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“Esports is not a sport,” says the British Esports Association

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There’s still a fair bit of debate over whether esports should be classed as regular sports. Competitive videogames have certainly gained legitimacy over the last few years, with events that rival the pomp, ceremony and spectacle of traditional sporting ones. While that legitimacy can’t be questioned, esports’ standing still is.

Is esports sport? Not according to the British esports Association.

“Esports is not a sport, but a credible activity in its own right,” the British Esports Association says, trying to put paid to the argument.

Many, notably those involved in esport, want it to be classified in much the same way as traditional sport. It would, for starters, open competitive videogames up to some of the funding that sports like Football, rugby and cricket enjoy in the UK. There, as it is here in South Africa, it is put in the same class as mind sports like Chess, Bridge and even Poker (which is subject to the same sorts of debate).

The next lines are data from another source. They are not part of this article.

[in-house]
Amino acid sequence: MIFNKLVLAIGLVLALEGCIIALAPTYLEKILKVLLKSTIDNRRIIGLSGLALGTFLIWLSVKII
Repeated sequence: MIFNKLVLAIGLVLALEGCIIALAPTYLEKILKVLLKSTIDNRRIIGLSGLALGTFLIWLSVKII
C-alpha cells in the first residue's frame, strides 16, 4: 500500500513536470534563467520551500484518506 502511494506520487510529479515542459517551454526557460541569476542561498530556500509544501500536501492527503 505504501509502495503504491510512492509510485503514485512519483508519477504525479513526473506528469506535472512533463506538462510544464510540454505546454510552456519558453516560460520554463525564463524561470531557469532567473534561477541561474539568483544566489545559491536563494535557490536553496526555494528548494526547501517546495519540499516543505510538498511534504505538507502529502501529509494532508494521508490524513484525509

British esports association founder and CEO Chester King has weighed in.

“I can see why there is a bit of confusion as millions of people play and watch esports; there are many professional teams, managers, coaches and tournaments. There is no international standard classification either as in some countries such as Poland, esports, chess and bridge are classified as sports.

The ‘sport’ in esports may be misleading, but like traditional sports, competitive video gaming involves training, long-term dedication, determination, exceptional skills and reaction times, teamwork and coordination, and fun for all the spectators, casters, commentators and fans involved.”

Instead of debating, King argues that it’s time to stop trying to compare esport to sport, and look at it on its own merits.

“It’s time to get away from the ‘esports isn’t a sport’ debate and start realising esports’ true benefits and potential.

Whether or not esports is or is not a sport does not change the fact that the esports industry has enormous creative potential. We must educate audiences to realise its benefits, such as gaining cyber skills and the many career paths it offers, like becoming a professional player, commentator, journalist, manager, or coach.”

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Last Updated: March 30, 2017

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